Thursday, November 24, 2011

Happy Thanksgiving

Happy Thanksgiving to you and yours!  It's a beautiful fall day here in North Carolina, and I'll be frying a big ole bird soon.

Friday, November 4, 2011

Relocating to The South

My family and I have just relocated from Okinawa, Japan, to Eastern North Carolina.  We spent some time on leave in California in order to visit family, followed by a circuitous drive across the nation.  I've made some interesting observations during our transition.  I used to think that people in America were very rude compared to the people of Okinawa; that belief was effectively dashed upon driving through and settling back into The South.  

Folks on the coast of California met my expectations:  Rude, impatient, and linguistically challenged (family and friends didn't seem to fall into this category).  As we worked our way eastward, we met more folks that made me ashamed of the fact that I'm from California. 

When we got to The South, we were reminded of why we liked it here so much in the past; the people are really that much nicer.  If you look at someone on the sidewalk, they say hello.  If you slow down and ask someone for directions, they help you out, and might even give you directions to their competition's place of business.  The folks in the restaurants don't care that you sound different; they go out of their way to help you and make your meal pleasant.  Many of the things I've seen here would be met with anger or violence on the Left Coast.  It made me thankful that my parents raised me the way that they did (Neither of them are from California).

I have to say that our moving to North Carolina has reinforced my belief that California is a terrible place to live.  Even with a huge hurricane on the way, this place is just so pleasant that it sneaks up on you.  Coming from the jungles of Okinawa, the bugs here aren't even that bad.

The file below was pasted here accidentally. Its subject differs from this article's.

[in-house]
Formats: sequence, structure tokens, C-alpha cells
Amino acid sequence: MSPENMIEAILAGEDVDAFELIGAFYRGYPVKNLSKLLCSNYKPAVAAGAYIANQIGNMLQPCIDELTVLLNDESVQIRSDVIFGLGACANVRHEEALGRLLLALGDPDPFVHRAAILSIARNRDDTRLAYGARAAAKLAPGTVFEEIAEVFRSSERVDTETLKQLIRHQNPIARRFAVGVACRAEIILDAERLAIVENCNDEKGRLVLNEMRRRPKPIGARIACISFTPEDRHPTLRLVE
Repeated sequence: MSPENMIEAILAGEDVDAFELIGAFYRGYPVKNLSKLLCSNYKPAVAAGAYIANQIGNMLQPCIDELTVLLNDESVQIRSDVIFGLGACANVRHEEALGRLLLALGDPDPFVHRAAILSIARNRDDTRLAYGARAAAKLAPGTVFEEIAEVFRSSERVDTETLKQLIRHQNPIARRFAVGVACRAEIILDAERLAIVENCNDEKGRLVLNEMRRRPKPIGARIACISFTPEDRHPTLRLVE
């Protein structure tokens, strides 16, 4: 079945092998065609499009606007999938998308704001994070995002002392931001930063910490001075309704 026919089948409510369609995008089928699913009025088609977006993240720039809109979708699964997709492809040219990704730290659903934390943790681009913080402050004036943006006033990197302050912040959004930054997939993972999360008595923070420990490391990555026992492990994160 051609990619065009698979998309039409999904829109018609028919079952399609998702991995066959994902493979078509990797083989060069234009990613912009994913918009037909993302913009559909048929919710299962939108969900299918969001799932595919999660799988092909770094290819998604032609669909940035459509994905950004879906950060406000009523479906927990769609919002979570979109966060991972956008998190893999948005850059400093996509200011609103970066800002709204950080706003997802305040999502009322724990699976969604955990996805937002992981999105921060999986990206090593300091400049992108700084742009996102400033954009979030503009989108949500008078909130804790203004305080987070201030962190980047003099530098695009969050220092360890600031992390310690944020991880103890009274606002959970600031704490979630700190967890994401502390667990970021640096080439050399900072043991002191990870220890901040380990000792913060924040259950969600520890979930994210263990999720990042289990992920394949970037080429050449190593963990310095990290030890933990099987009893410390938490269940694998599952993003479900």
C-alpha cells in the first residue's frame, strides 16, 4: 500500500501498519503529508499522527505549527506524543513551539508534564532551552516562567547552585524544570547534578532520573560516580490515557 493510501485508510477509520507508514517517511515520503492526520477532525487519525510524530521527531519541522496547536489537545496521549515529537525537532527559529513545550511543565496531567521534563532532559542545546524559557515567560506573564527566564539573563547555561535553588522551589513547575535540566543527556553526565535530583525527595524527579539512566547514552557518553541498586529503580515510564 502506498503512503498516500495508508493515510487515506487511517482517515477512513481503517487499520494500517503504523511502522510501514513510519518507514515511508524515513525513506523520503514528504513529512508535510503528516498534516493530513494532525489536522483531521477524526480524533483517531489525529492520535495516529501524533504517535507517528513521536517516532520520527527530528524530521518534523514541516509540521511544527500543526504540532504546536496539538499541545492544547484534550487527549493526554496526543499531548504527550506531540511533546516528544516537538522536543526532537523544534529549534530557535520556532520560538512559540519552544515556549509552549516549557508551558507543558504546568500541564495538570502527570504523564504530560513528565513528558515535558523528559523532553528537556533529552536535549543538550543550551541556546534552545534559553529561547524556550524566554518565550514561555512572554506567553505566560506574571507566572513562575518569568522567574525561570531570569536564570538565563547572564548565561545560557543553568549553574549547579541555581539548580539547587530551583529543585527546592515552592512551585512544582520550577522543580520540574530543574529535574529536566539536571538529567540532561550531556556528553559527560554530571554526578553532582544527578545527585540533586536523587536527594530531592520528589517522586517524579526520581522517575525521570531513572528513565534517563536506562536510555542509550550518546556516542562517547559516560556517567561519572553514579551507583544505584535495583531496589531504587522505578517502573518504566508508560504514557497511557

I typed this out when we first got here, and it holds true today. 

Sunday, May 29, 2011

Typhoon Damage Stuff

Here's a few shots of the damage from the typhoon...Luckily, we escaped any damage to our home.  We watched a few patio covers get torn away and, as you can see above, there's a few trees uprooted and broken.

Friday, May 27, 2011

Okinawa Typhoon Season

Here's a picture of the super typhoon that is heading our way.  The island of Okinawa is circled in red.  This storm comes at a perfect time, as we are in the process of moving out of our house.  No need to clean the outside of our home, the storm will scour it for us!  It does put a bit of a damper on our Memorial Day weekend.

Friday, May 20, 2011

"Deuce Gear" AKA: Supply Issued Field Gear

Washin' the junk

In the earlier days of our Corps, our supply section was run entirely by Marines, and they were in charge of issuing out our field equipment (packs, helmets, tents, etc).  We called it "782 gear," or, "deuce gear," for short.  This was because you typically signed for the gear on a NAVMC 782 form.

Those days are long gone.  Now, the gear is maintained and issued at a "Consolidated Issue Facility," run guessed it, civilians.  They're a bit nazi-like when it comes to cleanliness of the gear upon turn in.  The ironic part is that most of my junk is obsolete and will be simply thrown away.  I still have to scrub it with soapy water and basically waste a day of my life getting any dust or stains off of it. 

It gets me one step closer to getting out of here though...

You know you have a tolerant wife when she doesn't complain about body armor hanging in her bathroom. 

Monday, May 16, 2011

Moving Day is Approaching

My wife and I have been keeping busy by preparing for our upcoming move.  I tell myself that this is the longest we've been in one spot, but we've actually moved two times since arriving here in Okinawa.  After almost twenty years in this gun club, we should be old pros at moving by now, right?

We know enough to get ourselves from point "A" to point "B," but it sure seems like this doesn't get any easier over time.  I do sort of like going through some of the closets and such and finding things that I know I've looked for in the past: "Oh!  That's where this was!"

Another fun fact is that summer is the busiest time for moving in the military; it's often referred to as "PCS Season."  With that, everyone around us seems to be getting ready to move.  In the past, if we were preparing for a move, we could count on giving away stuff to our neighbors.  For example, the movers won't pack up cleaning supplies or liquids of any kind; this is the perfect stuff to hand off to a neighbor, but not if they're getting ready to move too!